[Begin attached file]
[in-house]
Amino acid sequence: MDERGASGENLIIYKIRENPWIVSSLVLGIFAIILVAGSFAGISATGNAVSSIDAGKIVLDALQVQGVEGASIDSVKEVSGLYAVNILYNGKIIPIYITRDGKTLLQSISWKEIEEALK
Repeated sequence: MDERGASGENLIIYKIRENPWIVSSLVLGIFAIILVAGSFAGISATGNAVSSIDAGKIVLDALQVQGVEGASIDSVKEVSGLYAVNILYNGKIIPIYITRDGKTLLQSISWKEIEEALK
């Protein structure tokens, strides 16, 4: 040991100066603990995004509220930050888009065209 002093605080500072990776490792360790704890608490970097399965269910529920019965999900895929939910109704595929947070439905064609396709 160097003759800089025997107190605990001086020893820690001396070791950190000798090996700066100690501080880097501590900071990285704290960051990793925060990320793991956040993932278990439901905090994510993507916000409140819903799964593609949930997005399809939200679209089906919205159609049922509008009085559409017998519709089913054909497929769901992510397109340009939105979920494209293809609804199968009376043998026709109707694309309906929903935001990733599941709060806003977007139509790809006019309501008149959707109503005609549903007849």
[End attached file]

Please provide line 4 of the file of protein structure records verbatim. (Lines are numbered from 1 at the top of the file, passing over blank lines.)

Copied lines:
């Protein structure tokens, strides 16, 4: 040991100066603990995004509220930050888009065209 002093605080500072990776490792360790704890608490970097399965269910529920019965999900895929939910109704595929947070439905064609396709 160097003759800089025997107190605990001086020893820690001396070791950190000798090996700066100690501080880097501590900071990285704290960051990793925060990320793991956040993932278990439901905090994510993507916000409140819903799964593609949930997005399809939200679209089906919205159609049922509008009085559409017998519709089913054909497929769901992510397109340009939105979920494209293809609804199968009376043998026709109707694309309906929903935001990733599941709060806003977007139509790809006019309501008149959707109503005609549903007849």